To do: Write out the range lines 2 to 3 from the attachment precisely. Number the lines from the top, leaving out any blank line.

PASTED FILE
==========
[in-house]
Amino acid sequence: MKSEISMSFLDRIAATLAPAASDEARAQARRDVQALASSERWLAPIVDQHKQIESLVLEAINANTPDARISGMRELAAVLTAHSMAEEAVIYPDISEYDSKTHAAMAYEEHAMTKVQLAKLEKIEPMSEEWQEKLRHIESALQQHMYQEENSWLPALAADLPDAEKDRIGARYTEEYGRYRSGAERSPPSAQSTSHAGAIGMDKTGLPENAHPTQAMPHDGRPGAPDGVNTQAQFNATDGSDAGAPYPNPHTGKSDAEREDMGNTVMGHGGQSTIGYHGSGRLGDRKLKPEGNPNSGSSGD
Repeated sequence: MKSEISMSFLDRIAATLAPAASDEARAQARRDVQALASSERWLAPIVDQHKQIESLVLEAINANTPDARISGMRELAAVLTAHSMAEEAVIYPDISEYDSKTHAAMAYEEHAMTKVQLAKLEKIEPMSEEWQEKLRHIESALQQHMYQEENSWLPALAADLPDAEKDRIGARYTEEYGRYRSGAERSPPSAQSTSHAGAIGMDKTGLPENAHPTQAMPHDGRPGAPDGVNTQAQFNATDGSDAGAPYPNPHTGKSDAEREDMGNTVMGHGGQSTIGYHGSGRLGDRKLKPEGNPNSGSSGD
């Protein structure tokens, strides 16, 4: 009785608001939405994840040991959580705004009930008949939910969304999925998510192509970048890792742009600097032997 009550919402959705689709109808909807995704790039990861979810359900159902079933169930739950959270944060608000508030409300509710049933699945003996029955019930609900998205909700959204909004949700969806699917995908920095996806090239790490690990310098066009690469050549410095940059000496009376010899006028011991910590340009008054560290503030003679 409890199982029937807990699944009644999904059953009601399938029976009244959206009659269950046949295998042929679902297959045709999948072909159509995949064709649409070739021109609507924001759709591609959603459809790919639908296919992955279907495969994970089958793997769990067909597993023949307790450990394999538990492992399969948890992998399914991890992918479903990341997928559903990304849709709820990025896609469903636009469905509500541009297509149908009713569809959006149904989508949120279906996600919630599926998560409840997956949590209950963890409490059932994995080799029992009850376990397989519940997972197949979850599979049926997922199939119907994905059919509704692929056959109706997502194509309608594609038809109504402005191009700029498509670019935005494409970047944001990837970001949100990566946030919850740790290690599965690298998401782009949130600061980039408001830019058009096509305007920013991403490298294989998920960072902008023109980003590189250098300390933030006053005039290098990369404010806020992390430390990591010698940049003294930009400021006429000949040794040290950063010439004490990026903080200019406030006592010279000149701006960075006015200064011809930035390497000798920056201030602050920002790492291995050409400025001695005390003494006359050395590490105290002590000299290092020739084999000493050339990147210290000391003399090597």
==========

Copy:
Amino acid sequence: MKSEISMSFLDRIAATLAPAASDEARAQARRDVQALASSERWLAPIVDQHKQIESLVLEAINANTPDARISGMRELAAVLTAHSMAEEAVIYPDISEYDSKTHAAMAYEEHAMTKVQLAKLEKIEPMSEEWQEKLRHIESALQQHMYQEENSWLPALAADLPDAEKDRIGARYTEEYGRYRSGAERSPPSAQSTSHAGAIGMDKTGLPENAHPTQAMPHDGRPGAPDGVNTQAQFNATDGSDAGAPYPNPHTGKSDAEREDMGNTVMGHGGQSTIGYHGSGRLGDRKLKPEGNPNSGSSGD
Repeated sequence: MKSEISMSFLDRIAATLAPAASDEARAQARRDVQALASSERWLAPIVDQHKQIESLVLEAINANTPDARISGMRELAAVLTAHSMAEEAVIYPDISEYDSKTHAAMAYEEHAMTKVQLAKLEKIEPMSEEWQEKLRHIESALQQHMYQEENSWLPALAADLPDAEKDRIGARYTEEYGRYRSGAERSPPSAQSTSHAGAIGMDKTGLPENAHPTQAMPHDGRPGAPDGVNTQAQFNATDGSDAGAPYPNPHTGKSDAEREDMGNTVMGHGGQSTIGYHGSGRLGDRKLKPEGNPNSGSSGD